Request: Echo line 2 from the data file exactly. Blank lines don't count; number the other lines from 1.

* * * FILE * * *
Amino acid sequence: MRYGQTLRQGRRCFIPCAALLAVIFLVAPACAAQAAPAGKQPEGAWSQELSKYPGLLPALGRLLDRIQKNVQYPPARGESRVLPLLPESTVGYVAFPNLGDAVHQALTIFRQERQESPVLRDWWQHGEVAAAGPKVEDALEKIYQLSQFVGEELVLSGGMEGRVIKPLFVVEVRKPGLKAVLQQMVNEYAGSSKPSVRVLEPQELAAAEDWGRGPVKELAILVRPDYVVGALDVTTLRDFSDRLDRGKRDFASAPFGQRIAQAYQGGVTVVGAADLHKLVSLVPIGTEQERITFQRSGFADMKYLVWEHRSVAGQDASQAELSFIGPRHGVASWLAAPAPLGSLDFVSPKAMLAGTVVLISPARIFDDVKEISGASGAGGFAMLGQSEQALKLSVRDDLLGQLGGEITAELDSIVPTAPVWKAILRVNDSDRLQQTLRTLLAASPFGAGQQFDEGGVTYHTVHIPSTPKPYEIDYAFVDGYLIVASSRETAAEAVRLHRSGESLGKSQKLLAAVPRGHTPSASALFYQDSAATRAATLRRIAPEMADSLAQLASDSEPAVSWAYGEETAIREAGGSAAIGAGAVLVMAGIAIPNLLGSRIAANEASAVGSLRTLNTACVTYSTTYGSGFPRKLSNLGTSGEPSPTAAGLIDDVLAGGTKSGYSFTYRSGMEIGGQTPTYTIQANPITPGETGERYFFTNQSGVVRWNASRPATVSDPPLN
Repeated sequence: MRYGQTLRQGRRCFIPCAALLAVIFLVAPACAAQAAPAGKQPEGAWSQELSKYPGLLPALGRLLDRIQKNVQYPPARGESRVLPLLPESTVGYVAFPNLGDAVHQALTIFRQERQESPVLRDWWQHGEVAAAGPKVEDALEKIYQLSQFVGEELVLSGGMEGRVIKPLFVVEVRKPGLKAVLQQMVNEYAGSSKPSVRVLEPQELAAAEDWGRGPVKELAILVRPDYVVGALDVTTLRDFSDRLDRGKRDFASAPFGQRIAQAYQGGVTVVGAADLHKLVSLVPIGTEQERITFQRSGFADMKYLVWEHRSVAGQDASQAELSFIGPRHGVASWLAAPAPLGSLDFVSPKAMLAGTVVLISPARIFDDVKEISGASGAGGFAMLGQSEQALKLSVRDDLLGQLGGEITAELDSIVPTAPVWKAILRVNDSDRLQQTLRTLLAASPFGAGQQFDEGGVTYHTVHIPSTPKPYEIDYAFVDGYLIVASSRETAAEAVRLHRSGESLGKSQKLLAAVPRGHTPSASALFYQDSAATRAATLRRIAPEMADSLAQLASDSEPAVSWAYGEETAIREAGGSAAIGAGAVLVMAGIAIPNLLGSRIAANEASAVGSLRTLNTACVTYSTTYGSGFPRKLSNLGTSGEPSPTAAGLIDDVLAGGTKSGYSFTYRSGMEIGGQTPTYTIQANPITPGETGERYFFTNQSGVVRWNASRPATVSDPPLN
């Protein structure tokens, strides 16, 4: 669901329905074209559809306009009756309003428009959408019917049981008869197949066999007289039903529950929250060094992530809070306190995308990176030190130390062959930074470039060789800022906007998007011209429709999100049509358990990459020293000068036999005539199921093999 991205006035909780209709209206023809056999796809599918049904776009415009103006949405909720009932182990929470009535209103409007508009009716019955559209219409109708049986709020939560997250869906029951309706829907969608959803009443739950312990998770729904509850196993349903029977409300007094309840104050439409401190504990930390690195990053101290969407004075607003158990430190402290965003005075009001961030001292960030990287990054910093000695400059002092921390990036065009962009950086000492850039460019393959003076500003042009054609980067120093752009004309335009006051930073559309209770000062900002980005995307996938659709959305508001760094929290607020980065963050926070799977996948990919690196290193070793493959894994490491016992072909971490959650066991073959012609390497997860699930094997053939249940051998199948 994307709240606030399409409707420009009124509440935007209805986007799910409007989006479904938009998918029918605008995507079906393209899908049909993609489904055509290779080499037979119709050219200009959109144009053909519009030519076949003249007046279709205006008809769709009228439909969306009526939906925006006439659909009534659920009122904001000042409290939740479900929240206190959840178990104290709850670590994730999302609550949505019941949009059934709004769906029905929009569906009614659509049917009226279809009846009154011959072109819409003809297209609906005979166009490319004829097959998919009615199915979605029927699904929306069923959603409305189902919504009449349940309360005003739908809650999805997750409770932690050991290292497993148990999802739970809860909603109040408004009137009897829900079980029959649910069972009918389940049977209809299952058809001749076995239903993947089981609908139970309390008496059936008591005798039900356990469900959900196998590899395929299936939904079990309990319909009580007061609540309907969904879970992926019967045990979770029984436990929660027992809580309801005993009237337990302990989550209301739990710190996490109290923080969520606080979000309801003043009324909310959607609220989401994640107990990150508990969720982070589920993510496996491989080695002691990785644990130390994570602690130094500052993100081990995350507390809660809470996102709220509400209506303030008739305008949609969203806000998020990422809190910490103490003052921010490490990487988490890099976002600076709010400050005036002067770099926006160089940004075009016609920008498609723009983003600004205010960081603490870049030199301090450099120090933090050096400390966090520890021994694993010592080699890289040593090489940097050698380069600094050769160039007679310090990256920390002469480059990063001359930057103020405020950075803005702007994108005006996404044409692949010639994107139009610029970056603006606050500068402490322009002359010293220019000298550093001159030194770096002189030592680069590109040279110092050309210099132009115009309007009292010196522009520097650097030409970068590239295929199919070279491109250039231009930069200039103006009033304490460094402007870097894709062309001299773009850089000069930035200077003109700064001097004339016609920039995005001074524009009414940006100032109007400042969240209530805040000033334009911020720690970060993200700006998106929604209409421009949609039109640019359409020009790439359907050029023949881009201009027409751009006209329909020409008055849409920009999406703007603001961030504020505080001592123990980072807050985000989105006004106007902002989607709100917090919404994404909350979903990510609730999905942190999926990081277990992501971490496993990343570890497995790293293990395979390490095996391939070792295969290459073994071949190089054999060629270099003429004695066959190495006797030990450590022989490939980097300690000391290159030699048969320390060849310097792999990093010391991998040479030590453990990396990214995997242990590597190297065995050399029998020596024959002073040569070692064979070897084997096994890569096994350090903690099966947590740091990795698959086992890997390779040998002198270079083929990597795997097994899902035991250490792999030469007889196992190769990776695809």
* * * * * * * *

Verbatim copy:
Repeated sequence: MRYGQTLRQGRRCFIPCAALLAVIFLVAPACAAQAAPAGKQPEGAWSQELSKYPGLLPALGRLLDRIQKNVQYPPARGESRVLPLLPESTVGYVAFPNLGDAVHQALTIFRQERQESPVLRDWWQHGEVAAAGPKVEDALEKIYQLSQFVGEELVLSGGMEGRVIKPLFVVEVRKPGLKAVLQQMVNEYAGSSKPSVRVLEPQELAAAEDWGRGPVKELAILVRPDYVVGALDVTTLRDFSDRLDRGKRDFASAPFGQRIAQAYQGGVTVVGAADLHKLVSLVPIGTEQERITFQRSGFADMKYLVWEHRSVAGQDASQAELSFIGPRHGVASWLAAPAPLGSLDFVSPKAMLAGTVVLISPARIFDDVKEISGASGAGGFAMLGQSEQALKLSVRDDLLGQLGGEITAELDSIVPTAPVWKAILRVNDSDRLQQTLRTLLAASPFGAGQQFDEGGVTYHTVHIPSTPKPYEIDYAFVDGYLIVASSRETAAEAVRLHRSGESLGKSQKLLAAVPRGHTPSASALFYQDSAATRAATLRRIAPEMADSLAQLASDSEPAVSWAYGEETAIREAGGSAAIGAGAVLVMAGIAIPNLLGSRIAANEASAVGSLRTLNTACVTYSTTYGSGFPRKLSNLGTSGEPSPTAAGLIDDVLAGGTKSGYSFTYRSGMEIGGQTPTYTIQANPITPGETGERYFFTNQSGVVRWNASRPATVSDPPLN